international-womens-dayPlease know that I know this above all else: I would not be who I am now if not for all the people in my life. But it is especially all those wonderful, supportive, lovely, and irreplaceable women I have known over the years—named or not—who have made my life richer, have taught me the meaning of living with grace and love.

This is the International Day of Women. Don’t forget the women in your life.

Many good thoughts and blessings,

This Old Crone

Advertisements

Read Full Post »


“Beauty is only skin deep,” Mama said as we sat in front of her vanity mirror. I was combing out her hair; she’d been in an accident as a young woman, hit from behind by a drunk driver and thrown through the windshield of her car. Her spine was damaged, and although fortunate to be alive, she was gradually losing the use of her hands. They were beautiful hands to me, the hands of a loving grandmother.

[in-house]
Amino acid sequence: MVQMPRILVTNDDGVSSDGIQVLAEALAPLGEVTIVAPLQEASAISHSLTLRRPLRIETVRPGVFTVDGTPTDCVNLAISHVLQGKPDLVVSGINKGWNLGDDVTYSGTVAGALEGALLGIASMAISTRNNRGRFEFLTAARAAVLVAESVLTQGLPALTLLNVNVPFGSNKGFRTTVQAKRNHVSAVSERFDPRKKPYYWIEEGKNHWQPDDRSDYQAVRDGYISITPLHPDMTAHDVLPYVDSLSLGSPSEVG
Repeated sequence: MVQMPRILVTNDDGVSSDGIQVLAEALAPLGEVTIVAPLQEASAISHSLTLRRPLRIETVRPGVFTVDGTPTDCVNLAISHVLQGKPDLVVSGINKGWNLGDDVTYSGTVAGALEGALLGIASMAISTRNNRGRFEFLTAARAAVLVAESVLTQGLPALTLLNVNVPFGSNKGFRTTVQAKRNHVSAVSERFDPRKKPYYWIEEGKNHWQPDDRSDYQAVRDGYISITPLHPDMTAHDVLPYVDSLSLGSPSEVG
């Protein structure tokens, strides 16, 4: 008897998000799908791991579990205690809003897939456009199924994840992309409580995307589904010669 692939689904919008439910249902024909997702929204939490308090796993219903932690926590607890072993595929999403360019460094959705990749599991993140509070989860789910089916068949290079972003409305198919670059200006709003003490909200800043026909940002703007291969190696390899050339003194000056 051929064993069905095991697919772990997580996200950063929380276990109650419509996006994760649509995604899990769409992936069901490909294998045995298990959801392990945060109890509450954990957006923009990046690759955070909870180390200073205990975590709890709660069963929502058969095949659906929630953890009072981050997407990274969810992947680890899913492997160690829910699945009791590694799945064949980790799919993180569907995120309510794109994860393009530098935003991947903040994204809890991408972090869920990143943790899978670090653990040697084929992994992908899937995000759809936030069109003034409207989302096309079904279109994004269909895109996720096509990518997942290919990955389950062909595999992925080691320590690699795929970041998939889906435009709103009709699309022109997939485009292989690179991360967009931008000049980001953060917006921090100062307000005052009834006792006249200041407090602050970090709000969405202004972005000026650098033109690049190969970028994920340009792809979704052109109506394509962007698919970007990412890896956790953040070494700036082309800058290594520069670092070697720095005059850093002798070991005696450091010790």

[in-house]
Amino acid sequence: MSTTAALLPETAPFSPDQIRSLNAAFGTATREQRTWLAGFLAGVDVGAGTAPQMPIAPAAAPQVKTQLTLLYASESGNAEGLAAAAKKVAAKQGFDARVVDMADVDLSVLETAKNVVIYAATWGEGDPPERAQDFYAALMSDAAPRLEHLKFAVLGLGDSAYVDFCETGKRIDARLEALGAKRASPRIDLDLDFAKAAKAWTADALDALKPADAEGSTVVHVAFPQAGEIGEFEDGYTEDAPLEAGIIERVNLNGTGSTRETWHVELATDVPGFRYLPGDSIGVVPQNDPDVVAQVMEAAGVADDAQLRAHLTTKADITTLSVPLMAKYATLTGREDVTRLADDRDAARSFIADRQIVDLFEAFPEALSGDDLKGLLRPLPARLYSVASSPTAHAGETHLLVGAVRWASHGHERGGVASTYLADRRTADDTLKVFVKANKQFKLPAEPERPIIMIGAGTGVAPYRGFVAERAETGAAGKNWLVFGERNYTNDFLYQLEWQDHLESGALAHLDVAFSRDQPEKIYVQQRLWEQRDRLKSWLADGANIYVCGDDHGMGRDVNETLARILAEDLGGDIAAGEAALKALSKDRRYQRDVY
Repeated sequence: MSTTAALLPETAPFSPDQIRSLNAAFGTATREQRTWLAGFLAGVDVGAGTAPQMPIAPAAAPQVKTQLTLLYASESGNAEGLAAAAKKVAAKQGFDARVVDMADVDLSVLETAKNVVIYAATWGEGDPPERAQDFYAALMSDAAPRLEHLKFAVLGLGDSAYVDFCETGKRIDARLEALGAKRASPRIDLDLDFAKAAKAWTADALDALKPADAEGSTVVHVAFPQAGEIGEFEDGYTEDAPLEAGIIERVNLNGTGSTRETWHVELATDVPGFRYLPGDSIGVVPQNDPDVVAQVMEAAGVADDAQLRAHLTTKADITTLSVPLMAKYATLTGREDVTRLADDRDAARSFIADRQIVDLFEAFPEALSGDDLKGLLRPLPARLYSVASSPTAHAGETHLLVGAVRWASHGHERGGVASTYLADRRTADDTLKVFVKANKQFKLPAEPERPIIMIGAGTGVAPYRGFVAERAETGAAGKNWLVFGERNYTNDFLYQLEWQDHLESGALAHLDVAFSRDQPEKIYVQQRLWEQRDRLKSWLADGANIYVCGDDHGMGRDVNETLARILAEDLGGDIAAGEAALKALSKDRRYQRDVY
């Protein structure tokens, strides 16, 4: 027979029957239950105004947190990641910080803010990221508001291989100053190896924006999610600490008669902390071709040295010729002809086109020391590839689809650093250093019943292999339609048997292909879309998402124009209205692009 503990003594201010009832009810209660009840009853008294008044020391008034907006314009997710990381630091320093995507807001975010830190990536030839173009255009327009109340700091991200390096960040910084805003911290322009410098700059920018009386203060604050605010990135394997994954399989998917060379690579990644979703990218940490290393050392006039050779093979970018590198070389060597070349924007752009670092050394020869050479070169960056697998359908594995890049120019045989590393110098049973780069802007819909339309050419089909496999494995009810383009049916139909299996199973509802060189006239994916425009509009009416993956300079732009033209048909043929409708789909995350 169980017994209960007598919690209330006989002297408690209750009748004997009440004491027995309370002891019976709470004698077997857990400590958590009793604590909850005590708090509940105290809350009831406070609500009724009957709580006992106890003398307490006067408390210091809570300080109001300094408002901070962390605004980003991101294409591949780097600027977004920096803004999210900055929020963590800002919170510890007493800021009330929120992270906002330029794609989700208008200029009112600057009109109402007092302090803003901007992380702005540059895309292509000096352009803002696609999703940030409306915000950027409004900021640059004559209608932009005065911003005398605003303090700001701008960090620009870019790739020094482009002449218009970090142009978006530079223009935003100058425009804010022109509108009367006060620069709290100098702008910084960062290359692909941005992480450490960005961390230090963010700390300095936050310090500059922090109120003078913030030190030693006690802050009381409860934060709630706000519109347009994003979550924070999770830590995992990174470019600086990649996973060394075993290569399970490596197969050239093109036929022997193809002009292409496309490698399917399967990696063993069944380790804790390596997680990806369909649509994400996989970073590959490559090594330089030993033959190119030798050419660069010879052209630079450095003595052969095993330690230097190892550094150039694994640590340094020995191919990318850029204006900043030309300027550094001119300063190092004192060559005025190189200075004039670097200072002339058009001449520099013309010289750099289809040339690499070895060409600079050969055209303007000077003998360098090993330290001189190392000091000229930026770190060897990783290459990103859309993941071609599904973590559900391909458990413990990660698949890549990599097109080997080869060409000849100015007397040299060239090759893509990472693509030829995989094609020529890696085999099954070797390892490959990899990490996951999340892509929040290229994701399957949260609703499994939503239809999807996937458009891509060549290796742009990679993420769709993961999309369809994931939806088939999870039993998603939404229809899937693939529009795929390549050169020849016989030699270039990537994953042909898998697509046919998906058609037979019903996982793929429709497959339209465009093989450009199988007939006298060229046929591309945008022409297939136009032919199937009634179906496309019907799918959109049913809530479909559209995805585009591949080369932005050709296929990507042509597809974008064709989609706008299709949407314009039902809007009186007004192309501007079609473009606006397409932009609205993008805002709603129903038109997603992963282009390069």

It’s funny how words spoken so casually can stay with a person for so long. This memory is over fifty years old, yet I remember it quite vividly as I write. I can still see my grandmother sitting there as we chatted, and feel how loved I was. A precious memory for me, because as I reflect on it now I feel safe and cherished all over again.

Even as an adolescent I realized that with those words Mama was trying to impart a kernel of wisdom to my young mind. But the thought occurs to me now that perhaps my grandmother was sharing a truth she had learned the hard way, and was trying to save me from pain she herself had experienced.